Quentin Tarantino’s happy homage to Hollywood.
LA’s enfant terrible of film just dropped his 9th flick. Quentin Tarantino’s ‘Once Upon a Time…in Hollywood’ is a nostalgic tribute to Tinseltown’s indie film scene during America’s tumultuous counter-culture era. Shot on 35mm film and grossing $41 million at the opening, this movie is brimming with meaning, mojo and skitzo imagination.
‘Once Upon a Time…in Hollywood’ is nearly three hours of Hollywood nostalgia, parallel narratives and rococo storytelling courtesy of ace auteur Quentin Tarantino. With charming visuals of la-la land in 1969, oodles of arcane movie trivia and frames chock full of vintage cars, clothes and on-set camaraderie, Quentin’s rambling comedy is a tickling and tender picture.
The story celebrates the bromance between a washed-up western star (Leonardo DiCaprio → Rick Dalton) and his faithful right-hand homie (Brad Pitt → Cliff Booth) as they navigate LA’s crazy culture industry in all its surreal stagecraft and Schumpeterian wobbles. It depicts the alt-history, or reimagining, of the Charles Manson cult and the fate of Sharon Tate (Margot Robbie), an emerging starlet who was married to badass cinematographer Roman Polanski (below).
The long-winded script will strain your attention span at times, but you’ll be charmed by the audacity of the film (especially all the little details) and the high-velocity vignettes. We loved watching a clique of Nazis being torched to a crisp by DiCaprio’s character wielding an insane flamethrower — “Did anyone order fried sauerkraut? Hahaha!…” A pompous Bruce Lee (Mike Moh) gets an unexpected drubbing by Brad Pitt’s character, a savage stunt man and tough as nails war hero (who also snuffed out his wife for being overly-condescending while on a boat trip). He gleefully pummels a gutter-bred Manson goon at Spahn Ranch for sabotaging his Caddy with the kind of rock-’em-sock-’em visceral thrashing that only Quentin Tarantino could dream up.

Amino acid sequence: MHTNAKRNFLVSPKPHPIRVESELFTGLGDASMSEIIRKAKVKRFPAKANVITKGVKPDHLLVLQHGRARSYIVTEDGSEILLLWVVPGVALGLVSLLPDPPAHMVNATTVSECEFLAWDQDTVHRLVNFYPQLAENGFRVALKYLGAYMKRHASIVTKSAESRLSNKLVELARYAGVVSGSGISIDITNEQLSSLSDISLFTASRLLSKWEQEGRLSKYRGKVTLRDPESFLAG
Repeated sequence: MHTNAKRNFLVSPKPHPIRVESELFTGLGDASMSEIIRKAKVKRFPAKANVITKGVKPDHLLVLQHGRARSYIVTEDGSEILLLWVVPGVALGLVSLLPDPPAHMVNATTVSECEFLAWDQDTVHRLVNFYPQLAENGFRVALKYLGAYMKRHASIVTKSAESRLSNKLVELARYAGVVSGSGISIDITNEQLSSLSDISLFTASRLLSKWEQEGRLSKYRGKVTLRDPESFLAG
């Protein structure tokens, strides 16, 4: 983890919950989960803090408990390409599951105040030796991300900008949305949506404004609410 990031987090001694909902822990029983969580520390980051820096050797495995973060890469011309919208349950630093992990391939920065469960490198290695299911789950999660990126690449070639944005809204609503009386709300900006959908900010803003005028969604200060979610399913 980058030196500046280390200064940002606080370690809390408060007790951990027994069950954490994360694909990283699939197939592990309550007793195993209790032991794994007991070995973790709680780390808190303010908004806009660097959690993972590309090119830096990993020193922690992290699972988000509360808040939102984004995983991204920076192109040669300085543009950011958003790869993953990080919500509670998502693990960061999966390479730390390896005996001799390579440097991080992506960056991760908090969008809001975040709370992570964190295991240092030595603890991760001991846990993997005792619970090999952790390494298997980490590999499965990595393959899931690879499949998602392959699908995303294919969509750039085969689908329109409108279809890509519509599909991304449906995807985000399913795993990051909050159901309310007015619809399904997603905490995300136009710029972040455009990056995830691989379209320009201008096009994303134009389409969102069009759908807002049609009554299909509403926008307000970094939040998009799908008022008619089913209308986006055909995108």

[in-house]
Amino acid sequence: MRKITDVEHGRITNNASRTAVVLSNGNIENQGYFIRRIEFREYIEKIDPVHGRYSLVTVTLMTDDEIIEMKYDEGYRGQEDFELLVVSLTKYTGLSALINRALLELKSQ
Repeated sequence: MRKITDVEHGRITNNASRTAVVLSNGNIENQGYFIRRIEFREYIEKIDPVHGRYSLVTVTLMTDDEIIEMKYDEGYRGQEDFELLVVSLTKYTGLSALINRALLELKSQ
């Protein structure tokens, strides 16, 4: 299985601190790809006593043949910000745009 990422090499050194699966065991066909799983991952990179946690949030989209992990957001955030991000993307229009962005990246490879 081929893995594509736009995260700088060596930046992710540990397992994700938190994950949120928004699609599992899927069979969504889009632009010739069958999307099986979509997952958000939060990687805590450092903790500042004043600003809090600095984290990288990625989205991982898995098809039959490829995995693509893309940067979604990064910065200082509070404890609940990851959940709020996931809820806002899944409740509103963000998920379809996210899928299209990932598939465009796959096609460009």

There is an excellent anti-hippie vibe throughout the film and a highly politically incorrect dialogue teeming with [casual] racism-o-rama Tarantino-style (“Don’t let the Mexicans see you crying!”) and cheeky rib-ticklers. Woksters will hate this movie to the max because women are both ditzy slurpees and objectified sexpots while the lead characters — mainly pedigreed alpha bros with a white complexion — gush with John Wayne-esque testosterone and old school machismo.
Spoiler alert: the best bit is near the end when Charles Manson’s hit squad arrives and the splatter epic begins. The residence atop Cielo Drive becomes a drug-addled slaughter house of oozing wounds, exploding organs and biological horrors — blood, goo, maulings, charred skin and broken cheek bones galore. But Mr. Tarantino indulges in some creative counterfactual history, making the Helter Skelter cultists the unlucky prey rather than a pregnant Sharon Tate and her unsuspecting guests (a bit of a fabulation — but a good one!). Blood and guts erupt like a geyser in a beautifully stylized, revisionist take on the infamous Manson murders and the angelic actress’s destiny gets auspiciously re-written.
Quentin Tarantino is now 56 and this is his ninth film. Last week he teased the idea of a Kill Bill Vol. 3 as his 10th and final masterpiece. Yaaaas! But we’d love to see the director explore the Golden Golem of Greatness (along with Melania in some satirical/neo-noir biopic) and his wholesale hijacking of globalism, the RussiaGate perps and the triggered contours of America’s Shakespearean and totally psychotic culture.
Photography Sony Pictures + Margot Robbie +
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